Editor's note: This is the first in a two-part series.
According to Wikipedia, "The Days of Remembrance of the Victims of the Holocaust is an annual 8-day period designated by the United States Congress for civic commemorations and special educational programs that help citizens remember and draw lessons from the Holocaust." This usually takes place in April or May, depending on the Jewish calendar.
Thus, it seems a fitting time to recollect my visit to the United States Holocaust Memorial Museum in Washington, D.C. Going to the Holocaust Museum isn’t like going to the Museum of Natural History or the National Air and Space Museum. I didn’t go there to have fun or to be entertained. I went there, truthfully, out of curiosity. I thought I already knew a lot about the Holocaust, and I wanted to see what the Holocaust Museum could tell me that I didn’t already know.
The interior of the museum is not like a regular museum. It is stark, gray and poorly lit; it was so dark I could hardly read some of the picture captions and text. It purposely has a “factory” feel to emphasize how dehumanizing and mechanized the extermination process was in the concentration camps.
I quickly realized that the whole exhibit is designed as an assault on one's senses, and I do mean assault. My ears were under constant assault. As I moved from room to room, I heard Hitler’s speeches, the wails of children, the screams of frenzied crowds and the moaning of people attacking me from speakers in the ceiling.
My eyes were under constant assault. There was nowhere to turn; there was no place to look away. From floor to ceiling, and sometimes on the floor and ceiling, are videos, pictures, objects and text. It’s incredible that this enormous destruction of ways of life, businesses, people and families is all documented. I couldn’t help wondering why people feel no shame or guilt when they commit repulsive acts on film. I watched people burning books, Hitler giving speeches and flying around the country and campaigning for office, Jews being herded onto railroad cars, slave laborers toiling, new arrivals at concentration camps having their hair shaved off, Storm Troopers chasing people down the streets — hitting old people and kicking the ones who fell — and doctors going into the countryside to gather information on the Roma (gypsies) and measure their noses, ears and eyes. I even watched some of the horrific medical experiments and their results until I could bear it no longer.
I stood in a railroad car that had actually been used to take Polish Jews to Treblinka, and I immediately began to feel claustrophobic and nauseated at the thought of being packed in there with 99 other people with no sanitation, no food and little water, while freezing in the winter or roasting in the summer.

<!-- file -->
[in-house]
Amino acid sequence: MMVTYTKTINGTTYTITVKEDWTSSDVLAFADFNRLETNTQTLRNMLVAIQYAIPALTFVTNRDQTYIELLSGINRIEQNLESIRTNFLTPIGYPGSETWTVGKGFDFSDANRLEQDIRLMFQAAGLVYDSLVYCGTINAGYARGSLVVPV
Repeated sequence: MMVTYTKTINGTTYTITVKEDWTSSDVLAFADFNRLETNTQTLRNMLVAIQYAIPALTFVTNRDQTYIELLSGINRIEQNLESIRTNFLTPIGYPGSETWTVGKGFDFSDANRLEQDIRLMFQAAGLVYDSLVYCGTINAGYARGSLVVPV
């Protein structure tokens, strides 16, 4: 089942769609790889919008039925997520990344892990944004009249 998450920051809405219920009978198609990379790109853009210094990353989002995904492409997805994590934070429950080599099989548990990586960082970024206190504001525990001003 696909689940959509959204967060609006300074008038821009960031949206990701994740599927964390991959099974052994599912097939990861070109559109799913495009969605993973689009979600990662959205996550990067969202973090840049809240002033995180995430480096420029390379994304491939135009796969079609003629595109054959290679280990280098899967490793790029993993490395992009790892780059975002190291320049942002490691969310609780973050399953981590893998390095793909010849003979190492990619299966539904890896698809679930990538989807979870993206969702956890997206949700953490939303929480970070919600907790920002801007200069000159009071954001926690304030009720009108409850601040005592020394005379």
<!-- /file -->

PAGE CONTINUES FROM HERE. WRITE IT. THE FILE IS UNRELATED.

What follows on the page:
I spent close to six hours looking at pictures of people who had been starved and beaten, listening to oral histories from concentration camp survivors, passing by the “debris” of lives that had ended brutally (a massive mound of human hair, two huge piles of shoes, a pile of hair brushes, a pile of razors and other toiletries and piles of luggage) and cringing when I passed a wall that was covered with picture after picture of forearms with numbers tattooed on them. In a visceral way, I felt the assault that the museum intended.
I turned a corner and found myself next to trunks of trees that were in the woods outside a camp in Poland where prisoners escaped and hid. I could almost hear their whispers, feel their fear and hear their pounding hearts as they hoped for freedom but were recaptured.
I didn’t want to look, but my eyes were drawn to a wall covered with prisoners’ badges: the yellow stars for Jews (with “Jew” spelled in so many languages), the pink triangles for homosexuals, the black triangles for Roma and all of the other badges of different shapes and colors labeling people who were non-Jewish slave laborers, Soviet prisoners of war, political prisoners, etc. It seems as if it was effortless for the Nazi regime to categorize people. Maybe it is easier to do degrading and dehumanizing things to other people when they are seen as a “label” or a “type.”
I read about the horrors of slave labor and saw gruesome photographs of those poor people only to look down and see at my feet blocks of stone that had actually been cut out from one of the quarries by slave laborers. I took a quick step back as I realized that those stones and others like them cost thousands of starved prisoners their lives. I felt as if I was next to an instrument of torture and death.
If the intent of the Holocaust Museum is to assault its visitors, to grab their attention and to force them to confront images and facts whether the visitor wants to or not, it succeeds without a doubt.
However, if its intent is to inform people, to make them think and to provide a context for how the Holocaust occurred, it succeeds in that, also, as I will explain in tomorrow’s paper.
A. J. Ralls resides in Columbia and enjoys history and traveling.